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Master
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What Can You Do With a Master's Degree in Geology?

Geology is a field that can be applied to a wide range of additional fields, including environmental science and engineering. Find out what jobs may be available for those with a master's in geology.

Career Options for a Master's in Geology

Geoscientists

Geoscientists include titles like geologists, petroleum geologists, and paleontologists; these professionals must have at least a bachelor's degree, but a master's degree is common in the field. Although job duties vary by position, in general, geoscientists aim to study the past, present, and future of the Earth through the planet's physical structures and processes. This may involve creating geologic maps, finding deposits of natural resources, collecting and analyzing samples collected in the field, designing field studies, and presenting findings to the scientific community.

Mining and Geological Engineers

Mining and geological engineers usually have at least a bachelor's degree and a state license for professional engineers (PEs), but master's degrees may help advance students' careers. Geological engineers must survey various sites, determine which site is most likely to have mineral deposits, and then help plan how to best extract these deposits. This may require them to write detailed reports, study ways to ensure environmental safety and efficiency during extraction, and troubleshoot any issues that arise.

Hydrologists

Entry-level positions as a hydrologist require a bachelor's degree, but many of these professionals begin with a master's degree in areas like geoscience. Hydrologists may focus their studies on groundwater or surface water and monitor the properties of bodies of water. Conducting these studies usually involves taking water and soil samples, monitoring erosion and sedimentation, observing the spread of flooding and/or pollution, and then presenting reports with their findings.

High School Teachers

Those with a background in geology may be interested in teaching Earth science and related areas at the secondary level as a high school teacher, which usually requires at least a bachelor's and teaching license or certificate, but some states may require teachers to earn their master's. High school teachers are responsible for teaching various classes in their subject area, which means planning lessons and designing assignments and exams. These educators also need to communicate with parents, grade work, and supervise students.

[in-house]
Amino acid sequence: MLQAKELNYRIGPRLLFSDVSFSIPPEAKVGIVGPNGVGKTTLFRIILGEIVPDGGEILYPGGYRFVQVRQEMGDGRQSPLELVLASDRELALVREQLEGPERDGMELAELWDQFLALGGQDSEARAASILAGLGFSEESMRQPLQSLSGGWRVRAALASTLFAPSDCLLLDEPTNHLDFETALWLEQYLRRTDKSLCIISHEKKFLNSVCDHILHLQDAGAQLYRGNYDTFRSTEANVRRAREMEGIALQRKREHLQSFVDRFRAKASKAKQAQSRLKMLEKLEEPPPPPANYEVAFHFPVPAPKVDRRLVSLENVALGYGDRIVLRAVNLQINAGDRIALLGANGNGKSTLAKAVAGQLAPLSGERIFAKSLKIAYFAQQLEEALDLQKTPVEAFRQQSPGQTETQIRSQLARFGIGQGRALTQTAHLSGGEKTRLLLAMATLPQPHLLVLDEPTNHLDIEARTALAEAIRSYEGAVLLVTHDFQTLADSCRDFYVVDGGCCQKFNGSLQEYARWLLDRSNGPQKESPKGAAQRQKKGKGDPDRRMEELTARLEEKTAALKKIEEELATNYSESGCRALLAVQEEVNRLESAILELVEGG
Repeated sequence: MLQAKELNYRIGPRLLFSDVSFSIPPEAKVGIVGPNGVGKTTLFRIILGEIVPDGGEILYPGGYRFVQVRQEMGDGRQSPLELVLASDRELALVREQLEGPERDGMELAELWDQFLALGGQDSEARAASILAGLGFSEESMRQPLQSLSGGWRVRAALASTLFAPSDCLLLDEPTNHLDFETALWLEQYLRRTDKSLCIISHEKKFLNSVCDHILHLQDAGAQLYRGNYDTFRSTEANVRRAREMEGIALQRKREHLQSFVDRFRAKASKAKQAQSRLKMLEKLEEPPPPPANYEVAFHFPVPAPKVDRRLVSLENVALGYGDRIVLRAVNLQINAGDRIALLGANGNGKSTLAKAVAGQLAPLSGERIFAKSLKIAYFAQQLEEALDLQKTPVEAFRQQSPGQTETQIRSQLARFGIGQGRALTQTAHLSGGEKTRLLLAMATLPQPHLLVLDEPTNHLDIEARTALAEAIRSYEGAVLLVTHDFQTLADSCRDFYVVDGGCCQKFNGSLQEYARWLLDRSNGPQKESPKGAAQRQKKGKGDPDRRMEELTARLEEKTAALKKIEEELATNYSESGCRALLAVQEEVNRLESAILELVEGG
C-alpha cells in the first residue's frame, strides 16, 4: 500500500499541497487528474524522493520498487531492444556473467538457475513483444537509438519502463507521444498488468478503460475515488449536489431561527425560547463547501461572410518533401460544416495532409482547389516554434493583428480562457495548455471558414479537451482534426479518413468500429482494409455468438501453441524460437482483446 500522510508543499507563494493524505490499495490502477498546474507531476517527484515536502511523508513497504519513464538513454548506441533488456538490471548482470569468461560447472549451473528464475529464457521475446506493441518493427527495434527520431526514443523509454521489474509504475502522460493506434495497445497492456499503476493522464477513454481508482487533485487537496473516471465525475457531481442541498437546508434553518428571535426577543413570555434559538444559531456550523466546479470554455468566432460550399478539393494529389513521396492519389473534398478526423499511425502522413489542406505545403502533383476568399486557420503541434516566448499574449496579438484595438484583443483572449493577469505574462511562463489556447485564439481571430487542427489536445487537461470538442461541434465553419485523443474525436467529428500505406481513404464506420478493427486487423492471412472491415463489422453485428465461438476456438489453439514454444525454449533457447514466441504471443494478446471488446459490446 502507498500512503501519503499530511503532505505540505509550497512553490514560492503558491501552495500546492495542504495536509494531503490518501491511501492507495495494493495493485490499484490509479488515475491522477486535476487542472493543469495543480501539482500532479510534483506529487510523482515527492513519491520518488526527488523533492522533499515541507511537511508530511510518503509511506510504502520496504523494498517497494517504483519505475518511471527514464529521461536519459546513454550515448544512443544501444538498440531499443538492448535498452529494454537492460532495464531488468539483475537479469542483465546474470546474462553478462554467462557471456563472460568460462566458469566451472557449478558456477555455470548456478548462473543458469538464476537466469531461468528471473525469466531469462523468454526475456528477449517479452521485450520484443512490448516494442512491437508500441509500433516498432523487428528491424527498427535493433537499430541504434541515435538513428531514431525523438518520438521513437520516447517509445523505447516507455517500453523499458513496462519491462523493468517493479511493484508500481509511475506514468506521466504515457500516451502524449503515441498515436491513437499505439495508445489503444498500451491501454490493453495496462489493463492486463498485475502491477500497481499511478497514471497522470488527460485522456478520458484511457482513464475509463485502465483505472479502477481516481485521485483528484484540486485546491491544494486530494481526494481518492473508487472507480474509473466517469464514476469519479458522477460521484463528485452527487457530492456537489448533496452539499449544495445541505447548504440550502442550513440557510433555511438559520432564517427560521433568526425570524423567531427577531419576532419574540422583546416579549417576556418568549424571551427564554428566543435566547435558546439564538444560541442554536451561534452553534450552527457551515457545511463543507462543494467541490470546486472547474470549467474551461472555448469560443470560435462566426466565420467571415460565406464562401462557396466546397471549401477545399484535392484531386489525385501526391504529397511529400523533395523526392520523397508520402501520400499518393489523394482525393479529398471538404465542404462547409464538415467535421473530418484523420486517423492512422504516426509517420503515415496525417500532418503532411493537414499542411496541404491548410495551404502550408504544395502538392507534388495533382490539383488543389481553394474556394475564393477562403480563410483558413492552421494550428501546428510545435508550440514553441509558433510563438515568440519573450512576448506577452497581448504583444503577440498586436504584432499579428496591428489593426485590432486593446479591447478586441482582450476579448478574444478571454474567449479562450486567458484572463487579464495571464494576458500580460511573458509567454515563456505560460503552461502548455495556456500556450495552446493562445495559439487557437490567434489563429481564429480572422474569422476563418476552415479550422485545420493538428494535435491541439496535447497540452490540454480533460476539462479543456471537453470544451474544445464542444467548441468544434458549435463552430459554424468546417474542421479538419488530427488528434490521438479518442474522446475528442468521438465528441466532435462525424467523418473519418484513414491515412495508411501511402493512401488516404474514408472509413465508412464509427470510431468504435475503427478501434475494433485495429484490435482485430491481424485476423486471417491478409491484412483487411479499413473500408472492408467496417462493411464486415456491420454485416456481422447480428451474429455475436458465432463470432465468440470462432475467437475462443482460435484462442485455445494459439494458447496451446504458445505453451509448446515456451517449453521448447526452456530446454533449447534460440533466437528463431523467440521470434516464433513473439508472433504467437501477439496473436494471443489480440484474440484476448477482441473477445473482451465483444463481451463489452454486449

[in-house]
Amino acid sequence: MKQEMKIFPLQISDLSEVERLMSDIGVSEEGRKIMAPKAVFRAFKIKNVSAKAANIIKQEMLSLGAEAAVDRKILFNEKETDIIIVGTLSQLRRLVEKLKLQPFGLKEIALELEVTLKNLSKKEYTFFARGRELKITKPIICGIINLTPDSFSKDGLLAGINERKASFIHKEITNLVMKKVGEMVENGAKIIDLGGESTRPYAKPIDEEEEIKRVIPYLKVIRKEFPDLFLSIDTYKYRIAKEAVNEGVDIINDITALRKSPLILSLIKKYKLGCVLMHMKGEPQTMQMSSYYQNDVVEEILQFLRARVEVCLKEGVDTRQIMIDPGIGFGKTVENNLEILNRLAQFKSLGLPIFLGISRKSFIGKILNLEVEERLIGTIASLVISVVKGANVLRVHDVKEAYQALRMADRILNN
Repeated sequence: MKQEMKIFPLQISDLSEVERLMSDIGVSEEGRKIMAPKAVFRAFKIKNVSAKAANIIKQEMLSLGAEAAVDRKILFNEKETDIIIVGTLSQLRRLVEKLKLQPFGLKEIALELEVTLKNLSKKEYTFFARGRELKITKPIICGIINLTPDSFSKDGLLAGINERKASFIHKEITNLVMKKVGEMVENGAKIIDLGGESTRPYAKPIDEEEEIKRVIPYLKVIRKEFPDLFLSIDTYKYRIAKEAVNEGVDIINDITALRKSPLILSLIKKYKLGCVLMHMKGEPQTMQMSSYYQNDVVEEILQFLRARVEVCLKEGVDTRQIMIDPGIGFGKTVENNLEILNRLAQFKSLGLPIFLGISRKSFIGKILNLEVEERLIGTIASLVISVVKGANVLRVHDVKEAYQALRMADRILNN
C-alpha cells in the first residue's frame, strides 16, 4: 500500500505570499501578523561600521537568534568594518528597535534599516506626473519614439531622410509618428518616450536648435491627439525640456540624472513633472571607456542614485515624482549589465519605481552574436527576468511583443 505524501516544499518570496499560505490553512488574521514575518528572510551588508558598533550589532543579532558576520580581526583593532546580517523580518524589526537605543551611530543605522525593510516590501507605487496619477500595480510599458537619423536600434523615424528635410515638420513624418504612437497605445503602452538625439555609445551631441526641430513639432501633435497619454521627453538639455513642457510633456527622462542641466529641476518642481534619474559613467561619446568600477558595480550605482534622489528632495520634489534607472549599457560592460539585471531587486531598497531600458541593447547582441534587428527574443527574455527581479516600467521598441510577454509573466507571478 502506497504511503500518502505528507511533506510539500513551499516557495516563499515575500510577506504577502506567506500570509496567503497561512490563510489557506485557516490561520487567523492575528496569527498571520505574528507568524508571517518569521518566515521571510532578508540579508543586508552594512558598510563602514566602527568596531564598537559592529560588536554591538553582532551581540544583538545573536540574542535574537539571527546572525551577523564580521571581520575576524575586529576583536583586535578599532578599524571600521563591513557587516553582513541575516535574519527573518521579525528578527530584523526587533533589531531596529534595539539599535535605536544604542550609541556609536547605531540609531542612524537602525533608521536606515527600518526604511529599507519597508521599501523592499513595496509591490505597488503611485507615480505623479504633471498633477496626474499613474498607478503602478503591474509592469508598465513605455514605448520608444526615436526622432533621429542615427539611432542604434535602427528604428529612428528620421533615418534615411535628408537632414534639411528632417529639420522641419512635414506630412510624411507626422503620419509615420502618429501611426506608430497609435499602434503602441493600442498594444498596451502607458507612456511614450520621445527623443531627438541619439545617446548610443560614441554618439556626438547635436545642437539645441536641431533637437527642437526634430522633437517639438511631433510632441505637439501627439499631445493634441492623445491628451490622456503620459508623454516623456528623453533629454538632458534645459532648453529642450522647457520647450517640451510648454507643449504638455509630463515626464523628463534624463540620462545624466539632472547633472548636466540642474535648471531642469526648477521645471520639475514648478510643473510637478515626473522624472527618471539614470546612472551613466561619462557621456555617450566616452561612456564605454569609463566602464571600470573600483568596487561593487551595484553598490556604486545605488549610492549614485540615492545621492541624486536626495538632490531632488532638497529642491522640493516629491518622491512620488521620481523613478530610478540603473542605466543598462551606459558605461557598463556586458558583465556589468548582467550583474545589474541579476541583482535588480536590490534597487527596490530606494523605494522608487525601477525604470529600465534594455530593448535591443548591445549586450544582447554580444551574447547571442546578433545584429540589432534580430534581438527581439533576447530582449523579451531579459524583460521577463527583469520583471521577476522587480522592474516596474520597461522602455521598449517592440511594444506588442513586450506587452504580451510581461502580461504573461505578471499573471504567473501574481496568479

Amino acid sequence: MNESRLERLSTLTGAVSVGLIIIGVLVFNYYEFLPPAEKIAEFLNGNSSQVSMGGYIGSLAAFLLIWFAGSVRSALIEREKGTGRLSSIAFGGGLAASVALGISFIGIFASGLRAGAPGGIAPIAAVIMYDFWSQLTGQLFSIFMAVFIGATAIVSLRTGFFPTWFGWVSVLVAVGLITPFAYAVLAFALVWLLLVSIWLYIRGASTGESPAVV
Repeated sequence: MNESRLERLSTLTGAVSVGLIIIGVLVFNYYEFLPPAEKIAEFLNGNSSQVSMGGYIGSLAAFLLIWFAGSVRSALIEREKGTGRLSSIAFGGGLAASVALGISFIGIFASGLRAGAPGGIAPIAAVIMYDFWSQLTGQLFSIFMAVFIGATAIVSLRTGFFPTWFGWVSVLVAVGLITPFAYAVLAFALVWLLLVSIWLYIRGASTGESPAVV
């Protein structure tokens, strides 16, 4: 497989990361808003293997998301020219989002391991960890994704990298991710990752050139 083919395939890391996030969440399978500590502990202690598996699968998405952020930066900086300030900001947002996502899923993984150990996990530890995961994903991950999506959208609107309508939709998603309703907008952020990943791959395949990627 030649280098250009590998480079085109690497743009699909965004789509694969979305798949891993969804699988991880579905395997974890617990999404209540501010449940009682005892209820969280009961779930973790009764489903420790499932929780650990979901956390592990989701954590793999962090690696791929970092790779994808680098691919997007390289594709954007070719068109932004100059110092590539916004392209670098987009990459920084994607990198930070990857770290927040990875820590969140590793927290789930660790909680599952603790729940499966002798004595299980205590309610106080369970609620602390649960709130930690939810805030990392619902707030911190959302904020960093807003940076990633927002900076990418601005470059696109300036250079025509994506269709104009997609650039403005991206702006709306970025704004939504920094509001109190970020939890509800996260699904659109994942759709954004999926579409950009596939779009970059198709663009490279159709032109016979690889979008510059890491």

Environmental Engineers

Environmental engineers have to have at least a bachelor's degree, but some employers may prefer those with a master's degree. These professionals pull from knowledge in engineering, soil science, chemistry, and more to try and address various environmental problems. Their goal is usually environmental protection as they plan environmentally-friendly projects, work with environmental remediation projects, ensure compliance with environmental regulations, and check the progress of environmental improvement initiatives.

Soil and Plant Scientists

Soil and plant scientists fall under the larger umbrella of agricultural and food scientists, who usually need to have at least a bachelor's degree, but graduate degrees allow these professionals to participate more in research. Soil scientists really focus on how the composition of the soil affects plant and crop growth. They may determine if additional soil treatments can improve the quality and quantity of plant growth, as well as advise on conservation and soil management techniques.

Environmental Scientists and Specialists

Environmental scientists and specialists must have at least a bachelor's degree in a natural science-related area, such as geoscience, but master's degrees are often needed for advancement. These professionals work to protect the environment and public health by monitoring different environments and creating plans to address any pollution issues that are found. This requires these scientists and specialists to collect and analyze samples of the water, air, soil, and more, as well as advise officials on environmental and health hazards and present their findings in reports.

Petroleum Engineers

Those with a background in geology may enter the petroleum field with titles like mudlogger or logging engineer, which falls under the umbrella of petroleum engineers, who typically need at least a bachelor's degree, but a master's degree may be preferred. In general, these engineers create ways to extract oil and gas deposits. They may need to monitor equipment, create plans to drill and recover the resources, and test and analyze well production.

Job TitleMedian Salary (2019)*Job Growth (2019-2029)*
Geoscientists$92,0405%
Mining and Geological Engineers$91,1604%
Hydrologists$81,2705%
High School Teachers$61,6604%
Environmental Engineers$88,8603%
Soil and Plant Scientists$63,2007%
Environmental Scientists and Specialists$71,3608%
Petroleum Engineers$137,7203%

Source: U.S. Bureau of Labor Statistics (BLS)

A master's degree in geology is often a way to advance one's career in a wide range of science-related positions that work closely with the Earth and its environment. Graduates with a master's degree may be prepared for more research-based positions and have additional knowledge of the Earth's structure that can be beneficial in various fields.